It’s a very slim margin—only 52% of respondents—but it’s a majority just the same and hopefully the start of a continuing trend. The big surprise was in regards to where the shifts in opinion occurred:
The results suggest a potentially significant shift among conservative voters in particular. In 2004, 30% of conservatives said the church should stay out of politics while today 50% of conservatives today express that view.
Conservatives are now more in line with moderates and liberals when it comes to their views on mixing religion and politics. “Similarly, the sharp divisions between Republicans and Democrats that previously existed on this issue have disappeared,” Pew reports.
Increasingly voters say they are uncomfortable listening to politicians express religious views. In 2004, 40% said it made them uncomfortable versus 46% today.
Perhaps there’s a silver lining to the past seven and a half years after all. The best bit of news is that there may be a bit of a backlash in the Republican party. Though it seems us godless liberals are being held to similar standards:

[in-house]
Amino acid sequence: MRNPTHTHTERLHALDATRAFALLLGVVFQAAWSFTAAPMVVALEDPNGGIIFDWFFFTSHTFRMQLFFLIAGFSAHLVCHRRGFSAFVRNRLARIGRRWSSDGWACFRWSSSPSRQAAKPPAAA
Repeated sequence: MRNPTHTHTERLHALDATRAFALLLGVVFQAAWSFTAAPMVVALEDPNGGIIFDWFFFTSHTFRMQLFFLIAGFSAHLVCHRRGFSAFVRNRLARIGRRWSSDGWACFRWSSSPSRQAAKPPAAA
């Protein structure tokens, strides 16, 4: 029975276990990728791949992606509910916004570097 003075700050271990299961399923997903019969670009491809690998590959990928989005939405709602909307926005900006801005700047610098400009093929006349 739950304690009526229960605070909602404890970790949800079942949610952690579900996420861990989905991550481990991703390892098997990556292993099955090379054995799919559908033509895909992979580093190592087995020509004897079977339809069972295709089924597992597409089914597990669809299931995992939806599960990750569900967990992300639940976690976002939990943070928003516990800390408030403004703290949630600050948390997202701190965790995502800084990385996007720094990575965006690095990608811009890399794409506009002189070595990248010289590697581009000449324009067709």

The Democratic Party also made notable gains among voters who view the party as religion-friendly—a belief generally associated with the Republican Party. In 2006, 26% of voters said Democrats were religion-friendly, today 38% of voters said the same. More voters, 43%, also believe that non-religious liberals have too much sway over the party, versus 37% in August 2007.
The Republican Party still dominates as the friendliest toward religion, according to 52% of voters surveyed. However, that view also comes with backlash. Nearly half, 48%, said religious conservatives hold too much sway in the party ranks, up from 43% in August 2007.
I wish we had as much influence as some of these people seem to think, but it’s still good to see that the pendulum is swinging our way for a change.